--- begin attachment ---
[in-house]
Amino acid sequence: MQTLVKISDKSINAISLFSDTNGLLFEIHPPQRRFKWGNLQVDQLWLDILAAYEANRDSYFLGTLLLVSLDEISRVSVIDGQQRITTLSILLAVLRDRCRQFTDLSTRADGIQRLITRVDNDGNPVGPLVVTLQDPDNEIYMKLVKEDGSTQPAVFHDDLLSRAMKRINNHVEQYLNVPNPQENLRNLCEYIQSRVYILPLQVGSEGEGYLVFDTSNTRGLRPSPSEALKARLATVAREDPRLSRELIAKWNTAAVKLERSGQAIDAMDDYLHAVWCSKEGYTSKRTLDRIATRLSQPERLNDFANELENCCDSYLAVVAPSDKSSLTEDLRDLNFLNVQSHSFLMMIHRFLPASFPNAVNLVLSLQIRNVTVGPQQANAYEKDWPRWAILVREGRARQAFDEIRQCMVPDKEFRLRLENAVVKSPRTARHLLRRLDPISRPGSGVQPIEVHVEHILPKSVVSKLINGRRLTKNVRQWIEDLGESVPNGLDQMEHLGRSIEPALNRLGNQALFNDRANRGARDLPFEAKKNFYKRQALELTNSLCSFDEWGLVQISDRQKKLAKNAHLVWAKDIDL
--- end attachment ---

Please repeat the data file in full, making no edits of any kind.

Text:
[in-house]
Amino acid sequence: MQTLVKISDKSINAISLFSDTNGLLFEIHPPQRRFKWGNLQVDQLWLDILAAYEANRDSYFLGTLLLVSLDEISRVSVIDGQQRITTLSILLAVLRDRCRQFTDLSTRADGIQRLITRVDNDGNPVGPLVVTLQDPDNEIYMKLVKEDGSTQPAVFHDDLLSRAMKRINNHVEQYLNVPNPQENLRNLCEYIQSRVYILPLQVGSEGEGYLVFDTSNTRGLRPSPSEALKARLATVAREDPRLSRELIAKWNTAAVKLERSGQAIDAMDDYLHAVWCSKEGYTSKRTLDRIATRLSQPERLNDFANELENCCDSYLAVVAPSDKSSLTEDLRDLNFLNVQSHSFLMMIHRFLPASFPNAVNLVLSLQIRNVTVGPQQANAYEKDWPRWAILVREGRARQAFDEIRQCMVPDKEFRLRLENAVVKSPRTARHLLRRLDPISRPGSGVQPIEVHVEHILPKSVVSKLINGRRLTKNVRQWIEDLGESVPNGLDQMEHLGRSIEPALNRLGNQALFNDRANRGARDLPFEAKKNFYKRQALELTNSLCSFDEWGLVQISDRQKKLAKNAHLVWAKDIDL